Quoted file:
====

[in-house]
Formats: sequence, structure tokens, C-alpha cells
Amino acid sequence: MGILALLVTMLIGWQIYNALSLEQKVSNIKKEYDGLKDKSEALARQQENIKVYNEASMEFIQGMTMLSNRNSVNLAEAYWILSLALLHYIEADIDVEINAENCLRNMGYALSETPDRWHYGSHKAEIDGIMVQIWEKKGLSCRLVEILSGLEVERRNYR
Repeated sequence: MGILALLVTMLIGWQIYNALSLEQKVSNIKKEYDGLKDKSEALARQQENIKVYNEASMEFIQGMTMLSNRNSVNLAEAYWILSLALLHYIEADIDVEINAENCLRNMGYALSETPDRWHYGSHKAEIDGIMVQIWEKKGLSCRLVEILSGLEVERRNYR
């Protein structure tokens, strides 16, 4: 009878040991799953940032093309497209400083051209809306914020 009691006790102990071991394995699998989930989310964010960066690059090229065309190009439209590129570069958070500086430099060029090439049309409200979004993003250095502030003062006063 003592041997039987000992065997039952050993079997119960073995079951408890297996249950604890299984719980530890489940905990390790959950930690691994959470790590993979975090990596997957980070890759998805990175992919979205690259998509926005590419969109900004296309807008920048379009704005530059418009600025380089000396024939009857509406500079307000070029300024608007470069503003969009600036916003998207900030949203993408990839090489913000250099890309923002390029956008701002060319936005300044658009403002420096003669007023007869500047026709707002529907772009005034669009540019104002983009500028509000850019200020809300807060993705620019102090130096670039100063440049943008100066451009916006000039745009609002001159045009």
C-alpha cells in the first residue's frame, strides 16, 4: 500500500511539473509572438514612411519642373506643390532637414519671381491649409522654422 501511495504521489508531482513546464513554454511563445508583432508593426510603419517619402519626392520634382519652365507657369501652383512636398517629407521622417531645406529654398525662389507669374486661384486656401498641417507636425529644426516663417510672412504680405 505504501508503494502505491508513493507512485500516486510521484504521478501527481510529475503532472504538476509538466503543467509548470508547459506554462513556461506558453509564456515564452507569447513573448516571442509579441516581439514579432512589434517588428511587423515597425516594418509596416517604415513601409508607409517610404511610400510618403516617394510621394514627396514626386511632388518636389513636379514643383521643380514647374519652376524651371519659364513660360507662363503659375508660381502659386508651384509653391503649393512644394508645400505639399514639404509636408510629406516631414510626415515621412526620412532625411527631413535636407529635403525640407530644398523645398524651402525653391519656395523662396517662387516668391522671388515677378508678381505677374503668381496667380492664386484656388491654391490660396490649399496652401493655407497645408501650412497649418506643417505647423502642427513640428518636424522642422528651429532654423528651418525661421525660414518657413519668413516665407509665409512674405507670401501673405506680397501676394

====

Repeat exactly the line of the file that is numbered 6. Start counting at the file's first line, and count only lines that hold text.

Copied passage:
C-alpha cells in the first residue's frame, strides 16, 4: 500500500511539473509572438514612411519642373506643390532637414519671381491649409522654422 501511495504521489508531482513546464513554454511563445508583432508593426510603419517619402519626392520634382519652365507657369501652383512636398517629407521622417531645406529654398525662389507669374486661384486656401498641417507636425529644426516663417510672412504680405 505504501508503494502505491508513493507512485500516486510521484504521478501527481510529475503532472504538476509538466503543467509548470508547459506554462513556461506558453509564456515564452507569447513573448516571442509579441516581439514579432512589434517588428511587423515597425516594418509596416517604415513601409508607409517610404511610400510618403516617394510621394514627396514626386511632388518636389513636379514643383521643380514647374519652376524651371519659364513660360507662363503659375508660381502659386508651384509653391503649393512644394508645400505639399514639404509636408510629406516631414510626415515621412526620412532625411527631413535636407529635403525640407530644398523645398524651402525653391519656395523662396517662387516668391522671388515677378508678381505677374503668381496667380492664386484656388491654391490660396490649399496652401493655407497645408501650412497649418506643417505647423502642427513640428518636424522642422528651429532654423528651418525661421525660414518657413519668413516665407509665409512674405507670401501673405506680397501676394